Anderson, M. L., & Najavits, L. M. (2014). Does seeking safety reduce PTSD symptoms in women receiving physical disability compensation? Rehabilitation Psychology, 59(3), 349-353.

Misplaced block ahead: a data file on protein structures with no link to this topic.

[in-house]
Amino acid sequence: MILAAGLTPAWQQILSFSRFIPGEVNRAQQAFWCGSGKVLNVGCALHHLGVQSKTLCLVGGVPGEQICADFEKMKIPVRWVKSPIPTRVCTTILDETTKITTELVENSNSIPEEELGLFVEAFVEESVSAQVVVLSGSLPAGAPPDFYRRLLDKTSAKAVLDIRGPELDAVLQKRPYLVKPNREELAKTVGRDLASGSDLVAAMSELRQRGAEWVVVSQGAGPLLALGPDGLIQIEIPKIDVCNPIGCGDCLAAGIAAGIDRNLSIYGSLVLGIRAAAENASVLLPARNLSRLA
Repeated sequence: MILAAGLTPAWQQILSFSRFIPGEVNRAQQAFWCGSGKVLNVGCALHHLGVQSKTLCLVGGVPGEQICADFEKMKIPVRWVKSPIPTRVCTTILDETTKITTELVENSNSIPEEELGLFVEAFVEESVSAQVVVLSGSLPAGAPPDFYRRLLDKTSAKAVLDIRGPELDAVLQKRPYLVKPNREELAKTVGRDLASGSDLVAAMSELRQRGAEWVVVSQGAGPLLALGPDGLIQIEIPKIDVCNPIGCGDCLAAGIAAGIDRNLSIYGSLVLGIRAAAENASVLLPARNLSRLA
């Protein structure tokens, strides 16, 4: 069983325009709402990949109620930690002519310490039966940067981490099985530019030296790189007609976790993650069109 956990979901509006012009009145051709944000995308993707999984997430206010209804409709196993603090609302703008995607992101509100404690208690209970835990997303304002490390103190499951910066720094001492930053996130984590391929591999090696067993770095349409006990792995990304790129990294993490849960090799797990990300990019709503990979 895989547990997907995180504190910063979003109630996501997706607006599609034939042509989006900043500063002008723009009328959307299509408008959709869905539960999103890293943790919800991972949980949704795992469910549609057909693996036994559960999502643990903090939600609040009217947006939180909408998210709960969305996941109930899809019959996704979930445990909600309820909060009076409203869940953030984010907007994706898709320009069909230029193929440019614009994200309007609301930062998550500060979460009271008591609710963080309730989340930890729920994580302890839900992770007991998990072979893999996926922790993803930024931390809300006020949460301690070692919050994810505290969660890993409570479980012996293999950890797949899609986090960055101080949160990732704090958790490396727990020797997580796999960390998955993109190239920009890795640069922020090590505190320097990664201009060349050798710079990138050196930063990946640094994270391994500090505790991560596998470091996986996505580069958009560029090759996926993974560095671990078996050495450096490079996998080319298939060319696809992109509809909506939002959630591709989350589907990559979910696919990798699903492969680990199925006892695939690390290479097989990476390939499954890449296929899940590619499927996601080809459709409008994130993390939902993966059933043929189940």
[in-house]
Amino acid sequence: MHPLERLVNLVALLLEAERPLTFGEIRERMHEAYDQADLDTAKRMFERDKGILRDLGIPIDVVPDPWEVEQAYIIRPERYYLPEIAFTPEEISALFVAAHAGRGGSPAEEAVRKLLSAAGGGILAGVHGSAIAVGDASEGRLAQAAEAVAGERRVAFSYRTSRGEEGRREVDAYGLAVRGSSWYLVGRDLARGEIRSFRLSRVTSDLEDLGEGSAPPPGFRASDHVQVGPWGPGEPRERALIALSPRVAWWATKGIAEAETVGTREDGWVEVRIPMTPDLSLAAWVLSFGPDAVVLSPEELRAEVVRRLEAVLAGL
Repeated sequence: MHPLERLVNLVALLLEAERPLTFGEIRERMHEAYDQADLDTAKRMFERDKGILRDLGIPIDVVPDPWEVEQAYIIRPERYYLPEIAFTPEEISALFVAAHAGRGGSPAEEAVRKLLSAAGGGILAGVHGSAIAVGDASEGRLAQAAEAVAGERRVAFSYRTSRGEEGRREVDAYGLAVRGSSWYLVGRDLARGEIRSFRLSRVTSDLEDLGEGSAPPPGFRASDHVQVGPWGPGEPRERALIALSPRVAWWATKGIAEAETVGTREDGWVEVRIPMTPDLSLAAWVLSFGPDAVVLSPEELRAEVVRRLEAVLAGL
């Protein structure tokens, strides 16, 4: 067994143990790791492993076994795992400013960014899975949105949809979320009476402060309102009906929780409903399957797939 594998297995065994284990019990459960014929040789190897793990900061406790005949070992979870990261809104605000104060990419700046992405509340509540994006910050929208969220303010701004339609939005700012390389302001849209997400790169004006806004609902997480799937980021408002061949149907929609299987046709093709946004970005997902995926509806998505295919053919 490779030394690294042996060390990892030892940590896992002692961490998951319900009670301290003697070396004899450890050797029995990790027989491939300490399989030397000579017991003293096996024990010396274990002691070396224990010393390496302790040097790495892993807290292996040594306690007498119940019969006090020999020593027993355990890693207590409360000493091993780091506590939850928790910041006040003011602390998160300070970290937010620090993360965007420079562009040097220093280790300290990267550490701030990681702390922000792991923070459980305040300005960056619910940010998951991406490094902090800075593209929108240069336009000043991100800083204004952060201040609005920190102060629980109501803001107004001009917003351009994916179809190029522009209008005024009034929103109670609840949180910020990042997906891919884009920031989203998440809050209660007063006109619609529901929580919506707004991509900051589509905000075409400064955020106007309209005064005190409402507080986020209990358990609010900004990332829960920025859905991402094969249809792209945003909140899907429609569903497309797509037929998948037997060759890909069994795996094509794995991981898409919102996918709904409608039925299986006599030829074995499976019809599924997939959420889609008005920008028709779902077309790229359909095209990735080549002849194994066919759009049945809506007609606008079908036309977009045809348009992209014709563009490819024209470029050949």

Abstract: This secondary analysis investigated the impact of 12 sessions of Seeking Safety (SS) on reducing posttraumatic stress disorder (PTSD) symptoms in a sample of dually diagnosed women with physical disabilities versus nondisabled (ND) women. SS is an evidence-based and widely implemented manualized therapy for PTSD and/or substance use disorder. It is a present-focused model that promotes coping skills and psychoeducation. Design: As part of the National Institute on Drug Abuse Clinical Trials Network (NIDA CTN), 353 participants with current PTSD and substance use disorder (SUD) were randomly assigned to partial-dose SS or Women’s Health Education (WHE) group therapy conducted in community-based substance abuse treatment programs. The women were categorized as participants with disabilities (PWD; n = 20) or ND (n = 333) based on the question, “Do you receive a pension for a physical disability?” PTSD was assessed on the Clinician-Administered PTSD Scale (CAPS) at baseline and follow-ups after treatment (1 week, 3 months, 6 months, and 12 months). Results: PWD experienced sustained reductions in PTSD symptoms when treated with SS but not WHE. Indeed, PTSD symptoms of PWD inWHE returned to baseline levels of severity by 12-month follow-up. This pattern of results was not observed among ND women, who sustained improvements on PTSD in both treatment conditions. Implications: These results suggest strong potential for using SS to treat PTSD among women with physical disabilities, and speak to the genuine need to address trauma and PTSD more directly with PWD. Our results are also consistent with other findings from the NIDA CTN trial, in which virtually all significant results evidenced SS outperforming WHE. (PsycINFO Database Record (c) 2014 APA, all rights reserved).